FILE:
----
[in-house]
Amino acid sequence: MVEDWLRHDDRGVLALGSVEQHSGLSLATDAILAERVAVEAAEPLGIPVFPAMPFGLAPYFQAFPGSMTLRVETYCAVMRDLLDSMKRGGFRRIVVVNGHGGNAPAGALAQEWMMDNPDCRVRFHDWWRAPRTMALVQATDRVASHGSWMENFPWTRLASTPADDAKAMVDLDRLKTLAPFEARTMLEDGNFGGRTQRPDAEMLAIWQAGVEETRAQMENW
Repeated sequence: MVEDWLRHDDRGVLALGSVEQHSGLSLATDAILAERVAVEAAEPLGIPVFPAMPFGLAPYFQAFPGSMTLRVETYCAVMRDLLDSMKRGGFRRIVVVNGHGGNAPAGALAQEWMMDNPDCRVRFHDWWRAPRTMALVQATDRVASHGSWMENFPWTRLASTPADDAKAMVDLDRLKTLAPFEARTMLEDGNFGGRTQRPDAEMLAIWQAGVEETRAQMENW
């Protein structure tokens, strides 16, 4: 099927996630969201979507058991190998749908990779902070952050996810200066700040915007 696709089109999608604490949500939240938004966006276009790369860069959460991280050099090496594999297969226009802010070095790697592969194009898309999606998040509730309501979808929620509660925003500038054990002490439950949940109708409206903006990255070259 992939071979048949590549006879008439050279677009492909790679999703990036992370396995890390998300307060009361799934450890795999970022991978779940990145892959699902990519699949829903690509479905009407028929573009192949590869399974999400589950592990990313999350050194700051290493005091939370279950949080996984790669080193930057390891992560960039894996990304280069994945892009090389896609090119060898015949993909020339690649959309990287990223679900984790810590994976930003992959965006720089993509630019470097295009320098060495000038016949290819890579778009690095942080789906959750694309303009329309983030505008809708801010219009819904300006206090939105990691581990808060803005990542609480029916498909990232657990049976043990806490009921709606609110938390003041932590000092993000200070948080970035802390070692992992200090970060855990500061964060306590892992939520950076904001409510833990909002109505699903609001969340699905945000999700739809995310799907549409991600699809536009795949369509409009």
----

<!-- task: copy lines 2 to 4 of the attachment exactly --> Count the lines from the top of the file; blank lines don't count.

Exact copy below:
Amino acid sequence: MVEDWLRHDDRGVLALGSVEQHSGLSLATDAILAERVAVEAAEPLGIPVFPAMPFGLAPYFQAFPGSMTLRVETYCAVMRDLLDSMKRGGFRRIVVVNGHGGNAPAGALAQEWMMDNPDCRVRFHDWWRAPRTMALVQATDRVASHGSWMENFPWTRLASTPADDAKAMVDLDRLKTLAPFEARTMLEDGNFGGRTQRPDAEMLAIWQAGVEETRAQMENW
Repeated sequence: MVEDWLRHDDRGVLALGSVEQHSGLSLATDAILAERVAVEAAEPLGIPVFPAMPFGLAPYFQAFPGSMTLRVETYCAVMRDLLDSMKRGGFRRIVVVNGHGGNAPAGALAQEWMMDNPDCRVRFHDWWRAPRTMALVQATDRVASHGSWMENFPWTRLASTPADDAKAMVDLDRLKTLAPFEARTMLEDGNFGGRTQRPDAEMLAIWQAGVEETRAQMENW
């Protein structure tokens, strides 16, 4: 099927996630969201979507058991190998749908990779902070952050996810200066700040915007 696709089109999608604490949500939240938004966006276009790369860069959460991280050099090496594999297969226009802010070095790697592969194009898309999606998040509730309501979808929620509660925003500038054990002490439950949940109708409206903006990255070259 992939071979048949590549006879008439050279677009492909790679999703990036992370396995890390998300307060009361799934450890795999970022991978779940990145892959699902990519699949829903690509479905009407028929573009192949590869399974999400589950592990990313999350050194700051290493005091939370279950949080996984790669080193930057390891992560960039894996990304280069994945892009090389896609090119060898015949993909020339690649959309990287990223679900984790810590994976930003992959965006720089993509630019470097295009320098060495000038016949290819890579778009690095942080789906959750694309303009329309983030505008809708801010219009819904300006206090939105990691581990808060803005990542609480029916498909990232657990049976043990806490009921709606609110938390003041932590000092993000200070948080970035802390070692992992200090970060855990500061964060306590892992939520950076904001409510833990909002109505699903609001969340699905945000999700739809995310799907549409991600699809536009795949369509409009």